School can be a an overwhelming proposition for many teenagers. In Ontario, which I can attest to personally, there is a crisis in education: many students can’t see how their current education can translate into a tangible and realistic future. Twenty years of neo-liberal educational policy has left teachers confused, exhausted, and living in fear (Carpenter, Weber & Schugurensky, 2012). Micromanaging by principals has left teachers so busy with accountability issues, that giving students a 21st century education has become a daunting task. I will talk more about what a 21st century education means in another post.
Schooling and society in general are changing. Everyday we see articles and news reports about how our student’s are in danger of becoming chronically unemployed, as they don’t have the “skills” to compete in today’s workforce. Employers are calling for creative problem-solving skills; visionary’s who think “outside-the-box”; people who can multi-task, handle extreme amounts of pressure and responsibility. Some parents will read this and wonder: “I just wish I could get my kid out of bed this morning”. So much pressure and expectations are being heaped on children, and with teachers overwhelmed as they are, there are obviously going to be children that for various reasons will get lost in the mix.
Unfortunately, many of these children will be those with a learning disability, from lower socio-economic backgrounds, or who are struggling with problems outside of school. Speaking from personal experience, I know that the death of my father in high-school many years ago, had a huge impact on my ability to perform in class on a daily basis. It is often impossible for such students to get the individual attention they need.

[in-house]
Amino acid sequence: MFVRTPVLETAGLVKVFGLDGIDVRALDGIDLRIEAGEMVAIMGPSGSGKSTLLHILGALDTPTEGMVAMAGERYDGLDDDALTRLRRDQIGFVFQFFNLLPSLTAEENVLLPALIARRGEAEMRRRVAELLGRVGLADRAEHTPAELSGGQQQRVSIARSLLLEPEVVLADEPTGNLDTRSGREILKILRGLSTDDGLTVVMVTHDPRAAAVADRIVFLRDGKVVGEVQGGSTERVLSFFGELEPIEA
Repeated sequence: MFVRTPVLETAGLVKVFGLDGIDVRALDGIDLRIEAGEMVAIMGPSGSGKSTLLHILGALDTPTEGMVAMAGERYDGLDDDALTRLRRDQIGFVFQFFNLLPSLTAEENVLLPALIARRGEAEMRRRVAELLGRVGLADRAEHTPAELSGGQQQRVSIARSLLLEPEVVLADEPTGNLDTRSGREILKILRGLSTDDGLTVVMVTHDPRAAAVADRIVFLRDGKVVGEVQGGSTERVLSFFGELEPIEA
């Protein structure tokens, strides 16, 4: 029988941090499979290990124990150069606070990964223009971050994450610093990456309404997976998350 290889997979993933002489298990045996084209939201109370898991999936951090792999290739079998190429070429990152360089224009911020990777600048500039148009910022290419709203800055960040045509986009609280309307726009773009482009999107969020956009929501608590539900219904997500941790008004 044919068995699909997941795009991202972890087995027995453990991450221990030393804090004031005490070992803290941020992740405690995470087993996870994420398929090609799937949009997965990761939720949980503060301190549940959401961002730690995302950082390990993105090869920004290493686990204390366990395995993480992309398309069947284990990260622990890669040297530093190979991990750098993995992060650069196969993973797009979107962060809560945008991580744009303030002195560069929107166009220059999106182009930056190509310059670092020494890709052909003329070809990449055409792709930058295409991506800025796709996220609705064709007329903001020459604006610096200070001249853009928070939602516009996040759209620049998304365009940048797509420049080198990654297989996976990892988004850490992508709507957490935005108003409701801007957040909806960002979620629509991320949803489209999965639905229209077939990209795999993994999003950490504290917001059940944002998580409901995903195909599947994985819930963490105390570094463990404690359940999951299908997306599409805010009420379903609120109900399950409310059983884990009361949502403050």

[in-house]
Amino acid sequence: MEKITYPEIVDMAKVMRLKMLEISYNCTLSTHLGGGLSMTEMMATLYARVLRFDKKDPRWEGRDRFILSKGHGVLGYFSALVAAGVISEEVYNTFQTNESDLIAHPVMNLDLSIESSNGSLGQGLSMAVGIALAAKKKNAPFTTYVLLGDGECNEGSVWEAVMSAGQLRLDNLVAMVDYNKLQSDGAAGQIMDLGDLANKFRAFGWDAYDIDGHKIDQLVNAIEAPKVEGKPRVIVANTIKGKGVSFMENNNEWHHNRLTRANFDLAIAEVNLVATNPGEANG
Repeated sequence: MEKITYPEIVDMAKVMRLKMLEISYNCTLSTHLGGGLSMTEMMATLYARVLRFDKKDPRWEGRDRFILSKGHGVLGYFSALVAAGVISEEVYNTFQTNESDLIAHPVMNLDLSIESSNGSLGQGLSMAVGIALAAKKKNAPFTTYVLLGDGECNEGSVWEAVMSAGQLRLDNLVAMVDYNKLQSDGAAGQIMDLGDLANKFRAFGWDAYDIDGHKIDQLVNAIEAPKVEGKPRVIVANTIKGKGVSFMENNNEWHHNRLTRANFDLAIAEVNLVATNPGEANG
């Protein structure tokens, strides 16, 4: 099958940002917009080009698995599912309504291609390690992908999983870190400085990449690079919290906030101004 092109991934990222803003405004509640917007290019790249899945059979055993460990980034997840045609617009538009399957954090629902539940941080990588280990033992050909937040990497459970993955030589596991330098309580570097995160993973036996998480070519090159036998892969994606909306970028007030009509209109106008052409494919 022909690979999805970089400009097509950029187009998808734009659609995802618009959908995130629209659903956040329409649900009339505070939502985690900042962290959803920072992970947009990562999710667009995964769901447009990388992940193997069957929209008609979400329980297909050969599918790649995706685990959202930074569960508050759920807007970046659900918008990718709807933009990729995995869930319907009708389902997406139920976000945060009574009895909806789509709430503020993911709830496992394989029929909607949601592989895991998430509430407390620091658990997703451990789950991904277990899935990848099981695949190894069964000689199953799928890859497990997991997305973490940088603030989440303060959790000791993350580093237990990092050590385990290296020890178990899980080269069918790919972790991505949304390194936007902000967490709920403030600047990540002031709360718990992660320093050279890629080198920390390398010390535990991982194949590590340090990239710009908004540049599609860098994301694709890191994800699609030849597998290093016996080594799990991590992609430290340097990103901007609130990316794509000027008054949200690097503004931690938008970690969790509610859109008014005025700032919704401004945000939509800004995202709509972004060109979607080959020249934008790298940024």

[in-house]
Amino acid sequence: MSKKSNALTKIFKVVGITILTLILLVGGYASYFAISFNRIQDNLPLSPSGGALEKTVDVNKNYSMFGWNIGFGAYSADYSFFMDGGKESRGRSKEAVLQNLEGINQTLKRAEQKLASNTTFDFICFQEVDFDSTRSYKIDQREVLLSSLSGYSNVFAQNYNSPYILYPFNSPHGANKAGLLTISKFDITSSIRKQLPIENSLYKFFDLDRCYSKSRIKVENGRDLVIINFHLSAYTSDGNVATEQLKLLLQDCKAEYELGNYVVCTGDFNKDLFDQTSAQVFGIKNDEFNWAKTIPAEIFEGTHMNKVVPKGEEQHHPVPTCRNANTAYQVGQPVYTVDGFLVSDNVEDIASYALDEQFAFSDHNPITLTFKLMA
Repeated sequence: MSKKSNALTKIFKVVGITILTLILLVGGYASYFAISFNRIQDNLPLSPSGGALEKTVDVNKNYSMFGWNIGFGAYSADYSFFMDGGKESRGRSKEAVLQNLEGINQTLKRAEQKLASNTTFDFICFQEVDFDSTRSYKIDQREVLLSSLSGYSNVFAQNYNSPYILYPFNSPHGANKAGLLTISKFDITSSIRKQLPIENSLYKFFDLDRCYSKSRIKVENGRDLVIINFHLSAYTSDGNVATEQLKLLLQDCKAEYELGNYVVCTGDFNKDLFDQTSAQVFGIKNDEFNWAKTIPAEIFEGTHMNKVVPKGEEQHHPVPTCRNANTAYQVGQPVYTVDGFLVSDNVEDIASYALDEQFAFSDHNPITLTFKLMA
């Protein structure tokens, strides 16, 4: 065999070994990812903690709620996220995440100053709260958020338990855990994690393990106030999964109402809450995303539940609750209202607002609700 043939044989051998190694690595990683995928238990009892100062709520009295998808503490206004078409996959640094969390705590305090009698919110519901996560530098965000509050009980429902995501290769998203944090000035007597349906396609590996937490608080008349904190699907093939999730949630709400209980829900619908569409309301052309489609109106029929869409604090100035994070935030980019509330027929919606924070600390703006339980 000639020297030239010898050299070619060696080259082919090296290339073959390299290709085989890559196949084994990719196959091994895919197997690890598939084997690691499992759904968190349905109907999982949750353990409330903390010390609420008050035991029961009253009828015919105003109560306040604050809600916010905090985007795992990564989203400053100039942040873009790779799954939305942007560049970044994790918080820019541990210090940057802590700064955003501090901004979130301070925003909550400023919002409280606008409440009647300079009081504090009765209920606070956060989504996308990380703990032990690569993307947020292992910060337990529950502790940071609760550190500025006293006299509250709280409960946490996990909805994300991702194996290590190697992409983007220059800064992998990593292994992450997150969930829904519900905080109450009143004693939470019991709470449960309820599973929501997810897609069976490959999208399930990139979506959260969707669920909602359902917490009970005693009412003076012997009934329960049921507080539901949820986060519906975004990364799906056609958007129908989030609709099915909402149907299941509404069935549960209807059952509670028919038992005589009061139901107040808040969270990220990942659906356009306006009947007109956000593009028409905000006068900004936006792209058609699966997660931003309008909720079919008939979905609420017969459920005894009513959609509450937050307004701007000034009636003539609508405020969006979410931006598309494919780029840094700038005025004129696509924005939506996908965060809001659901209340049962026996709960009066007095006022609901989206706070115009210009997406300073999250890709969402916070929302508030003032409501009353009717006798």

I encountered the world of academic coaching several years ago when i was completing my master’s degree. It instantly resonated with me as a useful service. I won’t go into extensive detail here about coaching (you can visit my website wwww.studysavvy.ca for more information), but will only say that the complexities of our current educational landscape could be more manageable for many students with the proper mentorship and guidance.
Academic coaches, unlike tutors, look at the roots of academic underachievement: is the student organized? do they perform well under pressure? And then help the student set tangible goals they can work towards with a greater appreciation of their strengths and weaknesses. I can’t stress how a clear vision for students can help them achieve success in school.
Career counselling and study skills are starting to become initiatives in many school boards. Why? Because an outdated curriculum and the reality of overcrowded classrooms have created the need for one-on-one mentorship of struggling students.
Is coaching the ultimate solution for all these problems? Absolutely not. I just wanted to bring to light a useful service that can help students simplify their lives , and develop a sense of vision and purpose in a landscape that often lacks both.
Carpenter, S., Weber, N., & Schugurensky, D. (2012). Views from the blackboard: neoliberal education reforms and the practice of teaching in Ontario, Canada. Globalisation, Societies and Education, 10(2), 145-161.